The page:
Per i3wm site the window manager is distributed in Debian, Arch, Gentoo, Ubuntu, FreeBSD, NetBSD, OpenBSD, OpenSUSE, Megeia, Fedora, Exherbo, PiBang and Slackware.
There isn't a command that I've ever seen that will act as "open with..." but you can use the command xdg-open <file> to open a given <file> in the application that's associated with that particular type of file.
Opening a text file:
$ xdg-open tstfile.txt
Resulting in the file tstfile.txt being opened in gedit:
The screenshot is definitively the i3 window manager, and most probably is Arch Linux.
If you look well, the screenshot is from 2012, and there is an IRC session there, in the IRC channel #i3, and a browser with several pages open at the site https://i3wm.org
It is easier googling after the IRC nick thevdvde later also known as thevdude, than try to guess ...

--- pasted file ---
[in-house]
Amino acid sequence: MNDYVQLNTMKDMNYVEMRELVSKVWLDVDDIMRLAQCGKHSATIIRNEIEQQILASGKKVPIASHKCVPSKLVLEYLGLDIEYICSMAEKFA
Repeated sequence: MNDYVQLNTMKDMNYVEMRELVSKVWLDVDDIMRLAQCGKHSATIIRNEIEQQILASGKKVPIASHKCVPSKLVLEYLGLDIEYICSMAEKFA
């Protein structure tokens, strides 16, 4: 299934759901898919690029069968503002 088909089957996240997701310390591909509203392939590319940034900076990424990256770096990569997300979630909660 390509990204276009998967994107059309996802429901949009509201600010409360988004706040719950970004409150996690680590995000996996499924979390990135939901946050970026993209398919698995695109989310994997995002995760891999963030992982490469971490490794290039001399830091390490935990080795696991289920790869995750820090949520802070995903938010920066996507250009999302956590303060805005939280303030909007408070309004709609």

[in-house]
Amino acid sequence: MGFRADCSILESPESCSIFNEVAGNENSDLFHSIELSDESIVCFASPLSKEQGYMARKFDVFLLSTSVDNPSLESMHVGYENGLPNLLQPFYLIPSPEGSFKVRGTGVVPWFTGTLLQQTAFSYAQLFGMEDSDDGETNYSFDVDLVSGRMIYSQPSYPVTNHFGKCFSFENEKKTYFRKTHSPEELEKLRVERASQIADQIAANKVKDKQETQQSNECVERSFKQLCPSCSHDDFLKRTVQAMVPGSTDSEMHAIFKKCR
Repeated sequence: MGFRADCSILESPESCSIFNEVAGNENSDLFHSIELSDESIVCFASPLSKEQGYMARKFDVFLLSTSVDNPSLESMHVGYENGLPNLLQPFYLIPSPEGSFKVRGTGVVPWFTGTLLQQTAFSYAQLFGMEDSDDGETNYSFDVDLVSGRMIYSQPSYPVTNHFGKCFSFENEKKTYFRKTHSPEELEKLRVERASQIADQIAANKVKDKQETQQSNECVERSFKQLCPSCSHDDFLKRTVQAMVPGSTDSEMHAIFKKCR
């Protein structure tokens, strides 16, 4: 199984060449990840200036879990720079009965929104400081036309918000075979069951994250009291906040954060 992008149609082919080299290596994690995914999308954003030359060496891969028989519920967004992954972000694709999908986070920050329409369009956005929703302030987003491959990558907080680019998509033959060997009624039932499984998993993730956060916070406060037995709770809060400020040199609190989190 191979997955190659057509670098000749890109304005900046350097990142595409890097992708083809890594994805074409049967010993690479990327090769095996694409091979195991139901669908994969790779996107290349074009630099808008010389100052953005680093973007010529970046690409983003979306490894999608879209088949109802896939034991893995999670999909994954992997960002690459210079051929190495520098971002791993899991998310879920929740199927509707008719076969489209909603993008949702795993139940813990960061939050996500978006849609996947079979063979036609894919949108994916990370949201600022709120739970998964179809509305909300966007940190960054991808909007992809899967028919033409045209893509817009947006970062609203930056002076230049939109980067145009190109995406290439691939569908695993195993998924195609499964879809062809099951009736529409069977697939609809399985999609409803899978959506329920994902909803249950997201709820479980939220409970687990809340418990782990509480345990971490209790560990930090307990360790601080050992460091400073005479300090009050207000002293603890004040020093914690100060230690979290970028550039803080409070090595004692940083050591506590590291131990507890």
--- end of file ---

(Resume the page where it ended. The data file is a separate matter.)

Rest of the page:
Look at the content of the xdg-open file, and you will notice that it is a simple shell script. Its main task is identifying the desktop environment in use, which will then be used to delegate the task to a specific tool:
KDE delegates to kde-open or kfmclient
Gnome delegates to gvfs-open or gnome-open
Mate delegates to gvfs-open or mate-open
XFCE delegates ...
There's already a great in-depth answer of D-Bus by @Stewart but I want to amend it with a high-level idea about the design of D-Bus.
The "traditional" way of Inter Process Communication (IPC) on UNIX and Linux systems directly uses sockets, e.g. process A opens /var/run/a.socket and process B reads/writes to it. This works rather fine for tightly-...
If no specific desktop environment is selected, but the “Debian desktop environment” is, the default which ends up installed is determined by tasksel: on i386 and amd64, it’s GNOME, on other architectures, it’s XFCE.